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Putting Water at the Centre of Nuclear Energy History

Periodic Reporting for period 2 - NUCLEARWATERS (Putting Water at the Centre of Nuclear Energy History)

Reporting period: 2019-11-01 to 2021-04-30

NUCLEARWATERS develops a groundbreaking new approach to studying the history of nuclear energy. Rather than interpreting nuclear energy history as a history of nuclear physics and radiochemistry, it analyses it as a history of water. The project develops the argument that nuclear energy is in essence a hydraulic form of technology, and that, as such, it builds on centuries and even millennia of earlier hydraulic engineering efforts worldwide – and, culturally speaking, on earlier ‘hydraulic civilizations’, from ancient Egypt to the modern Netherlands. The project investigates how historical water-manipulating technologies and wet and dry risk conceptions from a deeper past were carried on into the nuclear age. These risk conceptions brought with them a complex set of social and professional practices that displayed considerable inertia and were difficult to change – sometimes paving the way for disaster. By studying these processes, a water-centred nuclear energy history enables us to resolve several key riddles in nuclear energy history and to grasp the deeper historical logic behind nuclear accidents worldwide. The project is structured along six sub-projects that problematize the centrality – and dilemma – of water in nuclear energy history from different thematic and geographical angles. These include in-depth studies of the transnational nuclear-hydraulic engineering community, of the Soviet Union’s pivotal nuclear waters, of the Rhine Valley as a transnational and heavily nuclearized river basin, of Japan’s atomic coastscapes and of the ecologically and politically fragile Baltic Sea region. The ultimate ambition is to significantly revise nuclear energy history as we know it – with implications both for the history of science and technology as an academic field (and its relationship with environmental history) and for the public debate about nuclear energy’s future in Europe and beyond.
The sub-project “Nuclear-hydraulic pioneers” has so far progressed in empirical terms through research in the archives of the International Atomic Energy Agency (IAEA) and of EURATOM. The scope of the sub-project has been further widened through the addition of three national case studies – France, the United States and Sweden – as a way to explore the formation of a nuclear-hydraulic engineering communities. The work within the sub-project has resulted in one of the first article-length publications in the project. In the end the sub-project will also produce a monograph.

In the sub-project on the Soviet Union’s nuclear waters, four journal articles are being drafted. The first explores what we call the historical geography of nuclear energy in the Soviet Union. The second deals with the phenomenon of nuclear-water “complexes”. The third unveils the previously unknown case of a planned Estonian nuclear power plant. The fourth studies two Soviet nuclear projects that were initiated but then cancelled in the context of environmental concerns related to water.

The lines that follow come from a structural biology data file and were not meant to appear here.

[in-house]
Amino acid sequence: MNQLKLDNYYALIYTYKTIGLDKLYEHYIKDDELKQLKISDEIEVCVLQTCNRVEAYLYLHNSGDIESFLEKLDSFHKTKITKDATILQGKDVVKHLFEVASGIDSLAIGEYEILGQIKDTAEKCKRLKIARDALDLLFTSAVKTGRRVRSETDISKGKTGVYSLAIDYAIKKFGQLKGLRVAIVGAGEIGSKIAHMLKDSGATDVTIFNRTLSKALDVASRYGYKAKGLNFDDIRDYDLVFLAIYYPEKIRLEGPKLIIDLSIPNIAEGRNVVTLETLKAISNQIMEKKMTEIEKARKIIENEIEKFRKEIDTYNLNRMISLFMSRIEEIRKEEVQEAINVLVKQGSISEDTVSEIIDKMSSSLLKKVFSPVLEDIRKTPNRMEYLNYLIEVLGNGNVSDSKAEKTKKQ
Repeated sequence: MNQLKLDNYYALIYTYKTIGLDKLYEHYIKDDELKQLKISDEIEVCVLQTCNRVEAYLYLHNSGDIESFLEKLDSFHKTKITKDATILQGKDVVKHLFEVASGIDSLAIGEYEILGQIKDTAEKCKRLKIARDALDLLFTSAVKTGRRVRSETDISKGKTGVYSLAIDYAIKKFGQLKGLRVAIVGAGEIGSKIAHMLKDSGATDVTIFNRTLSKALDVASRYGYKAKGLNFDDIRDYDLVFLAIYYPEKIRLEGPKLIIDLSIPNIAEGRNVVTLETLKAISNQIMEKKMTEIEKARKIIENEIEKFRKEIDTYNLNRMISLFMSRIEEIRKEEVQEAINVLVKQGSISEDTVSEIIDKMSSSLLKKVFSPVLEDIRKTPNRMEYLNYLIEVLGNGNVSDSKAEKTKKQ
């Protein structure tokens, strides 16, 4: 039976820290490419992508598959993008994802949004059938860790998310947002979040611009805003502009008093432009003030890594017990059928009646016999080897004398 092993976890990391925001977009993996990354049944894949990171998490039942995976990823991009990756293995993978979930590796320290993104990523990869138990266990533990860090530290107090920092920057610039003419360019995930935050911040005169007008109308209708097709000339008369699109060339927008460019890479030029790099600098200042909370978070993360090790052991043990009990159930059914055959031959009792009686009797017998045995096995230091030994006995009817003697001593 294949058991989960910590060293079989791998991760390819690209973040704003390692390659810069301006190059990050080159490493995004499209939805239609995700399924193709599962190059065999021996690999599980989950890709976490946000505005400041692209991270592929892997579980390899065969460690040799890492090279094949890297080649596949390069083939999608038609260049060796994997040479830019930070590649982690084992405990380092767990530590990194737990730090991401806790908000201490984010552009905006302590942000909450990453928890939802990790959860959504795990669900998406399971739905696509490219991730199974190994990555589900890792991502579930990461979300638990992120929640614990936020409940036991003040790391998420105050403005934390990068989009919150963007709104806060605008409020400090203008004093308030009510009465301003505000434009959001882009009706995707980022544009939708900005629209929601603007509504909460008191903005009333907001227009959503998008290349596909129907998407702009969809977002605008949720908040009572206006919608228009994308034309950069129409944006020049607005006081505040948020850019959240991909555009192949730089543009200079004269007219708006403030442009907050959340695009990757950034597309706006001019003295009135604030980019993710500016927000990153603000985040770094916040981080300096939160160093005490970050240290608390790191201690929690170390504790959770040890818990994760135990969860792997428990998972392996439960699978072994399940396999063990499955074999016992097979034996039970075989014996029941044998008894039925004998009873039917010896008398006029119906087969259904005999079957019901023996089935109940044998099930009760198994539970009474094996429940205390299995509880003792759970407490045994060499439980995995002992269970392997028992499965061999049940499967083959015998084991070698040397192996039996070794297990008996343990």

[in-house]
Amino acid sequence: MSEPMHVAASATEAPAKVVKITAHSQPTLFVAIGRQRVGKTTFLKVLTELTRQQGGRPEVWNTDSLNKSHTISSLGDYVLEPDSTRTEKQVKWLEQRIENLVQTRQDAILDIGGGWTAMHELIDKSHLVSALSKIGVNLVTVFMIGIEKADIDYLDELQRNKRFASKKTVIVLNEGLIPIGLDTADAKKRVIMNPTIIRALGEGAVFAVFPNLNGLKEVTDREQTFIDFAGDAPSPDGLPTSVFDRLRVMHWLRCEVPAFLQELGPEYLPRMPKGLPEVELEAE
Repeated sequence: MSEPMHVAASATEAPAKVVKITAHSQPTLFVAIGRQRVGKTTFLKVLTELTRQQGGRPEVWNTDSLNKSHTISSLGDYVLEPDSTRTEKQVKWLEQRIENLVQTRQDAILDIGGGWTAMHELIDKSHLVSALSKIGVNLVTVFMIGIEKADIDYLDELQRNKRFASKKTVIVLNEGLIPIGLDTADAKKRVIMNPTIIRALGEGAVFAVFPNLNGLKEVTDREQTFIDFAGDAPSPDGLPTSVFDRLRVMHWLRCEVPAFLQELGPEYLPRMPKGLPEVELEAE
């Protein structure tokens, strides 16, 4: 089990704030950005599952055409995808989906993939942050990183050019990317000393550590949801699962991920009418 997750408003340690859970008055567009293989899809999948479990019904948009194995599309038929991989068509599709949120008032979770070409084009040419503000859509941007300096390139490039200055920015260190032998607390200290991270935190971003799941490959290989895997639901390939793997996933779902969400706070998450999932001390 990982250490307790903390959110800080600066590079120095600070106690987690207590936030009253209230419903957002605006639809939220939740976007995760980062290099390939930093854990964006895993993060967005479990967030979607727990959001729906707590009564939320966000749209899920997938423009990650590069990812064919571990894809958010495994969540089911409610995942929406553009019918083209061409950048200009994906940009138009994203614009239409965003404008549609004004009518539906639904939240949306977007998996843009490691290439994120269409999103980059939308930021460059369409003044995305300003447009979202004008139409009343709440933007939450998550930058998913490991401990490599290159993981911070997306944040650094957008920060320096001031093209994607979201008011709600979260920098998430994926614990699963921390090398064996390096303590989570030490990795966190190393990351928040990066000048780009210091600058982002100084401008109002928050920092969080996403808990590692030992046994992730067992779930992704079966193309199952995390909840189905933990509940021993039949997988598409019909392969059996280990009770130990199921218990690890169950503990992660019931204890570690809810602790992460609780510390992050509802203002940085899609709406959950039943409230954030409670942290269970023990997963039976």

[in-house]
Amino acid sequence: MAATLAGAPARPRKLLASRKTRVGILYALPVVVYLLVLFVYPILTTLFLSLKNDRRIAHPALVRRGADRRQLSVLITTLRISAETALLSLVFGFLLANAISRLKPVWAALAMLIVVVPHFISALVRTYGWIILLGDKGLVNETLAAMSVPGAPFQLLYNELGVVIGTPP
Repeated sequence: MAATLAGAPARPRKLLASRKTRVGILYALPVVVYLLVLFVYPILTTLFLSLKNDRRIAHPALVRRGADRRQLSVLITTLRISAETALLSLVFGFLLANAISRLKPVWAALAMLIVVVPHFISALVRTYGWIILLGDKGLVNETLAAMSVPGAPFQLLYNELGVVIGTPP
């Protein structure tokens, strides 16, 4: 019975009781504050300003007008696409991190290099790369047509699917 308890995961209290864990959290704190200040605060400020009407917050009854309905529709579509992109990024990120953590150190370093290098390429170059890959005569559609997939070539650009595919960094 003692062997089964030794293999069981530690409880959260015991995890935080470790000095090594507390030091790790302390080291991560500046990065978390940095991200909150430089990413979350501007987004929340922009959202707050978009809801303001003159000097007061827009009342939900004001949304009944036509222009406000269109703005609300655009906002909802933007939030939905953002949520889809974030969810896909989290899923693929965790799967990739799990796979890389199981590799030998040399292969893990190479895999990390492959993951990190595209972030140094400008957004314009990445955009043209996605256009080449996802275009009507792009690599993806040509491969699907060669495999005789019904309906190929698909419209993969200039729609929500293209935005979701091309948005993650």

The sub-project on the “Nuclear Rhine” has produced a general survey of the Rhine river basin’s nuclear history. Empirical material has been consulted in archives in Karlsruhe, Stuttgart and Vienna. A first journal article is available in draft form, targeting the problem of drinking water supply in the nuclearized Rhine river basin. Two further articles are in the planning stage, one of which will discuss the phenomenon of nuclearized river basins at a theoretical level, and the other specifically detailing the history of nuclear-thermal pollution in the Rhine river basin.

The sub-project on “Japan’s atomic coastscapes” is so far the least developed. This is according to the original plan, which specifies that the work on this sub-project will be gradually scaled up only during the second half of the project’s life-time. There are so far no significant achievements, though several areas of interest and possible data collections have been identified.

The sub-project on the “Nuclear Baltic” has produced one journal article, discussing the phenomenon of “atomic fish”. Other work in the sub-projects aims to produce a synthetic mapping of the Baltic Sea’s transnational nuclear history.

Finally, the synthetic sub-project will in the end result in a book. However, the sub-project has also produced an important journal article that is currently being reviewed in revised form. In addition, initial work on a further journal article is being started up; it will subsequently form the starting point for an edited collection produced as part of the project.
Generally speaking, the project has made good progress in exploring the centrality of water in nuclear energy history from a variety of thematic and geographical angles. Its ambitious aim – to provide a new, global history of nuclear energy by studying this history through the lens of water – seems fully attainable and the team is very optimistic about the project’s evolution so far, with the reservation, as elaborated on further below, that the corona crisis has impeded some of our planned empirical work. In the end we expect that the project will produce one major book, one edited collection, at least 10 journal articles and three PhD theses. Collectively, these publications will contribute to a new narrative of nuclear energy in world history.